We’re in the 21st century, not yet to the era where everyone will be famous for 15 minutes, but definitely in the era where everyone with a thought, perspective, opinion, or something to say has a means to do so, thanks to the nearly 200-million websites in the world (mine ranks in the top 2-percent).
Today I climb to the top of my soapbox to tower above the sensational nonsense, people gossip, tech rumors, and Apple v. Android fanboy-isms to bring to your attention a relatively old technology which can, when used properly, make you a better, more informed Mac, iPhone, iPad, or Watch user. The technology is RSS, sometimes referred to as Rich Site Summary, often called Really Simple Syndication but basically a way for websites to publish links to articles; headline and summary.
Add a website’s RSS URL to an RSS reader and you have a simple method to have websites send their headlines and articles to you so you won’t need to rummage through a bunch of disparate bookmarks (which are so 1999). The RSS subscription feed is an XML file. The RSS reader checks the website’s XML file regularly and downloads articles, headlines, and summary, which makes it much, much faster to skim, scan, and read– as opposed to clicking through a mountain of bookmarks, one at a time, ad nauseam, just to find something new and interesting to read.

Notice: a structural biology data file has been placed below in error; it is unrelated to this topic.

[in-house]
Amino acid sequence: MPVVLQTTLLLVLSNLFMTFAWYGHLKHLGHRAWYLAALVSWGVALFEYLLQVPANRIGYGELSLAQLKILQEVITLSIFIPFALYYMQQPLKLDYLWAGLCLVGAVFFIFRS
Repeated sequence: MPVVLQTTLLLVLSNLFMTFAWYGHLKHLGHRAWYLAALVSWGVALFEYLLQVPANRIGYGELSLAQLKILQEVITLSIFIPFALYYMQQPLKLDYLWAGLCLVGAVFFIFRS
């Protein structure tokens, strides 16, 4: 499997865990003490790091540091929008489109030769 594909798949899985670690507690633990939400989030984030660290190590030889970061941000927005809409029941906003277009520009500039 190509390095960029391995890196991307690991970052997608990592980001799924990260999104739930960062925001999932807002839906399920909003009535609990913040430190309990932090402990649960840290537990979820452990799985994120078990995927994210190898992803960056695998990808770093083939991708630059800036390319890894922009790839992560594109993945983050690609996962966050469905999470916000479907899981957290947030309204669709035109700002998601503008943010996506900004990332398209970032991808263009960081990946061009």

If you’re on a budget and have never used an RSS reader I can recommend the free, open-source Vienna for Mac. Vienna has been around a few years, and features the now-standard sidebar of RSS subscriptions, and one click summary and headline.
However, if you want a few more bells and whistles and don’t mind skipping your 9:00 am Starbucks run, you can afford Reeder for the Mac, or any one of a dozen similar RSS readers on the Mac App Store; some free, some no more than a few dollars.
What Reeder does is what most RSS readers do– it lets you subscribe to any number of websites with an RSS subscription feed (don’t let the word subscription fool you; it’s all free), and the app checks each site regularly, then downloads any new or unread articles; URL, headlines, and summary.
Additionally, Reeder (and most other RSS readers) will give you one click access to each website, and often display the entire article– not just headline and summary– in a browser window.
Reeder features multiple sharing options from Safari’s Reading List to Instapaper and Pocket, to Pinboard, Facebook, Twitter, and many others. It even has multiple display themes.
Reeder provides support for multiple online RSS subscription services, too, including Feedbag, Feedly, Feed Wrangler, Readability, and many others which keep your RSS urls stored and synchronized online.
Because RSS technology is so old (in relative terms, with roots back to 1995, but with public usage beginning in 1999) some RSS reader developers don’t even bother to describe what the reader does, so it’s not surprising that many Mac and Windows PC users don’t use an RSS reader. Maybe it’s an acquired taste. Maybe the initial setup (add links to sites you want to subscribe to) takes too much time.
Regardless, a good RSS reader and a lengthy subscription list can give you a far faster, easier way to track the news and updates on more websites than mere browsing or using bookmarks. The RSS reader brings the headlines and summary to your Mac, and all you need to do is skim what’s there, which saves a tremendous amount of time. Reeder and other RSS readers also have sharing and archive options galore so gathering, viewing, and storing information cannot be easier.